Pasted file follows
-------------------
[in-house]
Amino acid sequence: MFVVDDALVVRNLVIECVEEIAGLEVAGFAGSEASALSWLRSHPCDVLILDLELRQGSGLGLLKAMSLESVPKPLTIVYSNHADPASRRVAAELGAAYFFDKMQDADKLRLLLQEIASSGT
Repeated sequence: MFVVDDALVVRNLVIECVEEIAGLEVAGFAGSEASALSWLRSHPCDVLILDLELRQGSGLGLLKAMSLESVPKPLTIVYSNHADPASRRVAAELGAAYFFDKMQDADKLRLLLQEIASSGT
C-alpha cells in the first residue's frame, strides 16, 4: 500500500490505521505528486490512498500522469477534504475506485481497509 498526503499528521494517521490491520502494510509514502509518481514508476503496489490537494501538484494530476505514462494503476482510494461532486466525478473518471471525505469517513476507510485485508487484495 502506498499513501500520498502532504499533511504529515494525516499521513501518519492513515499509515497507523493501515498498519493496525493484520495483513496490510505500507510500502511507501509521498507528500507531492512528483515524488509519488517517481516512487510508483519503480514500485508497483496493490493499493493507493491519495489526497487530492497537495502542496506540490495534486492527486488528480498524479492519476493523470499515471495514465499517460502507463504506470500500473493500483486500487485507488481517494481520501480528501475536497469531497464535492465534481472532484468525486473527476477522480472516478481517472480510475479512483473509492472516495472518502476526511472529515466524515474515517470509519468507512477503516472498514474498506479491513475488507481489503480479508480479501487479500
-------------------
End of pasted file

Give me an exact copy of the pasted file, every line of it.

[in-house]
Amino acid sequence: MFVVDDALVVRNLVIECVEEIAGLEVAGFAGSEASALSWLRSHPCDVLILDLELRQGSGLGLLKAMSLESVPKPLTIVYSNHADPASRRVAAELGAAYFFDKMQDADKLRLLLQEIASSGT
Repeated sequence: MFVVDDALVVRNLVIECVEEIAGLEVAGFAGSEASALSWLRSHPCDVLILDLELRQGSGLGLLKAMSLESVPKPLTIVYSNHADPASRRVAAELGAAYFFDKMQDADKLRLLLQEIASSGT
C-alpha cells in the first residue's frame, strides 16, 4: 500500500490505521505528486490512498500522469477534504475506485481497509 498526503499528521494517521490491520502494510509514502509518481514508476503496489490537494501538484494530476505514462494503476482510494461532486466525478473518471471525505469517513476507510485485508487484495 502506498499513501500520498502532504499533511504529515494525516499521513501518519492513515499509515497507523493501515498498519493496525493484520495483513496490510505500507510500502511507501509521498507528500507531492512528483515524488509519488517517481516512487510508483519503480514500485508497483496493490493499493493507493491519495489526497487530492497537495502542496506540490495534486492527486488528480498524479492519476493523470499515471495514465499517460502507463504506470500500473493500483486500487485507488481517494481520501480528501475536497469531497464535492465534481472532484468525486473527476477522480472516478481517472480510475479512483473509492472516495472518502476526511472529515466524515474515517470509519468507512477503516472498514474498506479491513475488507481489503480479508480479501487479500